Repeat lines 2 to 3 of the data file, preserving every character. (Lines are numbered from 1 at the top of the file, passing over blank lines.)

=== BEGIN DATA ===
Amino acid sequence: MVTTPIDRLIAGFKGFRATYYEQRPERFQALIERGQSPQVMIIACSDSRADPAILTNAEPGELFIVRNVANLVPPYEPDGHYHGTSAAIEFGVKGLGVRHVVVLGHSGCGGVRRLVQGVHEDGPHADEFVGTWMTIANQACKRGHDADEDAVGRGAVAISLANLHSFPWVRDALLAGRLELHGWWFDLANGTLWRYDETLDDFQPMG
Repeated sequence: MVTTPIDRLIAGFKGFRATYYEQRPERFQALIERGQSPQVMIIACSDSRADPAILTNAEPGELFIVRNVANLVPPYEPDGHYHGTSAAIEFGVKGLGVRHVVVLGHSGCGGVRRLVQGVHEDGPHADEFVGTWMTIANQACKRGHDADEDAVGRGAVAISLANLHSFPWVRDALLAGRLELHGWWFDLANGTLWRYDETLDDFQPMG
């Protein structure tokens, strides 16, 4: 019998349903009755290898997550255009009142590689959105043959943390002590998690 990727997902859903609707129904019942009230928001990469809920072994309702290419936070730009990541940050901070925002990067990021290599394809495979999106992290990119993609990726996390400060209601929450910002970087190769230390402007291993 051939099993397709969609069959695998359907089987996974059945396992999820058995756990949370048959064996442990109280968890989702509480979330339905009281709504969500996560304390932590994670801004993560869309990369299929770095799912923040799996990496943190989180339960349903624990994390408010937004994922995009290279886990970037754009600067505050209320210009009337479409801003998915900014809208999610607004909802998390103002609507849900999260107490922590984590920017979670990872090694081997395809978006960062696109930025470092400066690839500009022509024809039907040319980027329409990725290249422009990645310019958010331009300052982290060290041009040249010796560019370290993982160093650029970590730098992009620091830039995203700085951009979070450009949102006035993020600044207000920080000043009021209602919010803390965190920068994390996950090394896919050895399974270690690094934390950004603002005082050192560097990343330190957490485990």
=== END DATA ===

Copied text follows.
Repeated sequence: MVTTPIDRLIAGFKGFRATYYEQRPERFQALIERGQSPQVMIIACSDSRADPAILTNAEPGELFIVRNVANLVPPYEPDGHYHGTSAAIEFGVKGLGVRHVVVLGHSGCGGVRRLVQGVHEDGPHADEFVGTWMTIANQACKRGHDADEDAVGRGAVAISLANLHSFPWVRDALLAGRLELHGWWFDLANGTLWRYDETLDDFQPMG
């Protein structure tokens, strides 16, 4: 019998349903009755290898997550255009009142590689959105043959943390002590998690 990727997902859903609707129904019942009230928001990469809920072994309702290419936070730009990541940050901070925002990067990021290599394809495979999106992290990119993609990726996390400060209601929450910002970087190769230390402007291993 051939099993397709969609069959695998359907089987996974059945396992999820058995756990949370048959064996442990109280968890989702509480979330339905009281709504969500996560304390932590994670801004993560869309990369299929770095799912923040799996990496943190989180339960349903624990994390408010937004994922995009290279886990970037754009600067505050209320210009009337479409801003998915900014809208999610607004909802998390103002609507849900999260107490922590984590920017979670990872090694081997395809978006960062696109930025470092400066690839500009022509024809039907040319980027329409990725290249422009990645310019958010331009300052982290060290041009040249010796560019370290993982160093650029970590730098992009620091830039995203700085951009979070450009949102006035993020600044207000920080000043009021209602919010803390965190920068994390996950090394896919050895399974270690690094934390950004603002005082050192560097990343330190957490485990």